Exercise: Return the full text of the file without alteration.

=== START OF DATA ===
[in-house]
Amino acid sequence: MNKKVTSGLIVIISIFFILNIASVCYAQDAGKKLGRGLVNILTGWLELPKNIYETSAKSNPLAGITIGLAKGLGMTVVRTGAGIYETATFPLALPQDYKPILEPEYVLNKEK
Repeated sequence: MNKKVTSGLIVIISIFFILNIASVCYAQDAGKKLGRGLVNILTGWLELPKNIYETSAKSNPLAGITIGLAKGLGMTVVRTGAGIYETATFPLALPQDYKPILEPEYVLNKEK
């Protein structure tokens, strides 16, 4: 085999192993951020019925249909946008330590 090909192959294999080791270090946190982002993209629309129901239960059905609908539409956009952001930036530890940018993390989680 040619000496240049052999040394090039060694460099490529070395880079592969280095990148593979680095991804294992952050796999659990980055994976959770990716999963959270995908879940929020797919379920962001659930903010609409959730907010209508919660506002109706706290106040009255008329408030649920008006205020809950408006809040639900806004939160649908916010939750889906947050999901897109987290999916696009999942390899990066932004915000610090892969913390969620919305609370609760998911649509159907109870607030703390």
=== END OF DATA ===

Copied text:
[in-house]
Amino acid sequence: MNKKVTSGLIVIISIFFILNIASVCYAQDAGKKLGRGLVNILTGWLELPKNIYETSAKSNPLAGITIGLAKGLGMTVVRTGAGIYETATFPLALPQDYKPILEPEYVLNKEK
Repeated sequence: MNKKVTSGLIVIISIFFILNIASVCYAQDAGKKLGRGLVNILTGWLELPKNIYETSAKSNPLAGITIGLAKGLGMTVVRTGAGIYETATFPLALPQDYKPILEPEYVLNKEK
């Protein structure tokens, strides 16, 4: 085999192993951020019925249909946008330590 090909192959294999080791270090946190982002993209629309129901239960059905609908539409956009952001930036530890940018993390989680 040619000496240049052999040394090039060694460099490529070395880079592969280095990148593979680095991804294992952050796999659990980055994976959770990716999963959270995908879940929020797919379920962001659930903010609409959730907010209508919660506002109706706290106040009255008329408030649920008006205020809950408006809040639900806004939160649908916010939750889906947050999901897109987290999916696009999942390899990066932004915000610090892969913390969620919305609370609760998911649509159907109870607030703390």